Once you know you are going abroad, it is a good idea to begin studying the exchange rates for the currency you will need.
Buying your currency in the UK is not always the best option, as rates abroad may be cheaper. Airport rates also tend to be more expensive – and all those offers of “No commission” might not be all they seem either, as again the exchange rate might be higher to cover this.
Here are four tips to help you save money on your currency:
- If you visit a country or destination regularly, make sure you save some coins and small notes for the next visit as it is unlikely you will get small notes in the UK – and coins are almost certainly out of the question for most bureau de change. Having some ready cash can help prevent having to change money as soon as you arrive to pay for immediate expenses like a bottle of water or a taxi – and paying a high exchange rate for your currency as a result.
- Pre-paid top-up debit cards are becoming a popular way of buying currency for a trip abroad – top-up in advance and you can shop around for the best rates in resort or draw from an ATM.
- Travellers’ cheques are still a popular way of taking money abroad but usually the commission on these plus the exchange rates involved can make this an expensive option. There is also the worry about losing them – and hotel room safes can cost anything from €20 upwards, paid in cash to the hotel reception on arrival – so your precious currency will soon be eaten into straight away just to safeguard your holiday spending money. You also have to present your passport to cash travellers’ cheques, which means remembering to take it out of the hotel room safe and carry it around with you.
- Credit cards can actually be a good way of drawing money abroad as the exchange rates between banks will be preferable to those offered if you cash travellers’ cheques. Your credit card company will still charge per transaction, so check what this is before you depart. Making an accurate assessment of how much you need will also save you money – rather than draw small amounts every day, budget and draw a larger amount for a few days to save on credit card transaction charges. Local banks at your resort may also charge a fee for drawing money – ask at your hotel reception.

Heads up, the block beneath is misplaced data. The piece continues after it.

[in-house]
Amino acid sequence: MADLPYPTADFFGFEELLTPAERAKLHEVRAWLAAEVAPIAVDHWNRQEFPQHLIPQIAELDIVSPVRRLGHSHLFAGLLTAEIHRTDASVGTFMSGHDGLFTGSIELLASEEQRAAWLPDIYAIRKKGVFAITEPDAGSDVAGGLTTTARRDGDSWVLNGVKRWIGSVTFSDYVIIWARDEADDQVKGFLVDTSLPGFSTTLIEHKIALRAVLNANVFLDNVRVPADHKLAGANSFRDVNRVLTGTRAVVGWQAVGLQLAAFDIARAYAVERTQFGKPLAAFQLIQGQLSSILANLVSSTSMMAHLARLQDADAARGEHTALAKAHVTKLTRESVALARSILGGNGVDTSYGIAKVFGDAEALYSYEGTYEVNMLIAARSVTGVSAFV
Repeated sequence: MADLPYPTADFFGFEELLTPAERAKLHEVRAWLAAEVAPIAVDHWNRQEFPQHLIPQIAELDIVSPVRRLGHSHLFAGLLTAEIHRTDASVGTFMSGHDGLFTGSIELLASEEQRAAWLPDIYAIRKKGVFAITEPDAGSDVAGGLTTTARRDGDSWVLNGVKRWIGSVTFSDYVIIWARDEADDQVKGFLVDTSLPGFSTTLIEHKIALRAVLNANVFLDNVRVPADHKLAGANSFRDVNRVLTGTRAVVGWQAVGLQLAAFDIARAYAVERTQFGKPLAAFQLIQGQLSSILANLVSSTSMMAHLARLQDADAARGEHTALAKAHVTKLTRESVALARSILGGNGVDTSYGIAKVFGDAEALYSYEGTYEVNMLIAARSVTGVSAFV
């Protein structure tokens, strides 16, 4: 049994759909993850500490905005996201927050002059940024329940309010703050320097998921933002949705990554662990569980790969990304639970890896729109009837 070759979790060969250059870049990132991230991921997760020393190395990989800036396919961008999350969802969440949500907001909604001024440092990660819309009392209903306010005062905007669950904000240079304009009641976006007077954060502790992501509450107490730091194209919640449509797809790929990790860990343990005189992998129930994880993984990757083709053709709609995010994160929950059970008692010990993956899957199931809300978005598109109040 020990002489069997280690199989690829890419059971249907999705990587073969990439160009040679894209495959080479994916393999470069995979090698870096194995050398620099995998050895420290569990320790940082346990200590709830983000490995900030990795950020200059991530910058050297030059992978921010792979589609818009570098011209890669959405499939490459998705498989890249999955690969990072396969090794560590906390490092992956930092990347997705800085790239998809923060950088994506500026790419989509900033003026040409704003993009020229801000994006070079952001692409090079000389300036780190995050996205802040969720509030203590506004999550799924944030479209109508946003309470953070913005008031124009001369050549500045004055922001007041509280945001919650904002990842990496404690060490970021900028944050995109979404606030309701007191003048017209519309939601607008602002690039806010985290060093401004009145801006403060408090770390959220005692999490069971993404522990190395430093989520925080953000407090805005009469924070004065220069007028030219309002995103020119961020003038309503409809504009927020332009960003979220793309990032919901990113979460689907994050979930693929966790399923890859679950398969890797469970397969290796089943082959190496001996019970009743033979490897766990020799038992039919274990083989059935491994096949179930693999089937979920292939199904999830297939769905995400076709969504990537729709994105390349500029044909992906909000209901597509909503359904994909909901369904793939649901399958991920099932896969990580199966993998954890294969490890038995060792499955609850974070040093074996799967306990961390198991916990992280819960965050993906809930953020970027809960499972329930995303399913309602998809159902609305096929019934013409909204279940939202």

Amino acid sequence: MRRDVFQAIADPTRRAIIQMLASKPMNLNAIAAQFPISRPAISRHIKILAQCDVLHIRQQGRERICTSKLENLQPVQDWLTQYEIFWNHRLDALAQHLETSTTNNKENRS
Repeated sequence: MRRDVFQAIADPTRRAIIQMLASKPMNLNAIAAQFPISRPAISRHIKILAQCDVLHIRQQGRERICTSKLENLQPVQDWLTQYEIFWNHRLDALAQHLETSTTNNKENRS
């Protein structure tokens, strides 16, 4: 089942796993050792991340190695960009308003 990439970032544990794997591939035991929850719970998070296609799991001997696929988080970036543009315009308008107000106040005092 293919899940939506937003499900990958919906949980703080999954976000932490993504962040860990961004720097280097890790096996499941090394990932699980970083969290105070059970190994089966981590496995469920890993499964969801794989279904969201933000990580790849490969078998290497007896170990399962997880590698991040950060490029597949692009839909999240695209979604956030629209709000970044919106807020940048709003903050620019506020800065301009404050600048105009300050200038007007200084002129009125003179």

- Finally – check which currency your holiday destination prefers, as some may deal in US dollars or sterling as well as their own currency. There may be limitations on how much currency you can take into a country, so check this also before you buy your currency, as you don’t want any excess confiscated at customs.
When holidays don’t meet up with expectations and are not as advertised at the time of booking, it is possible to make a claim for holiday compensation to get money back from your unenjoyable experience.
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Peter Anderson – I love to blog about holidays abroad and travel! Google+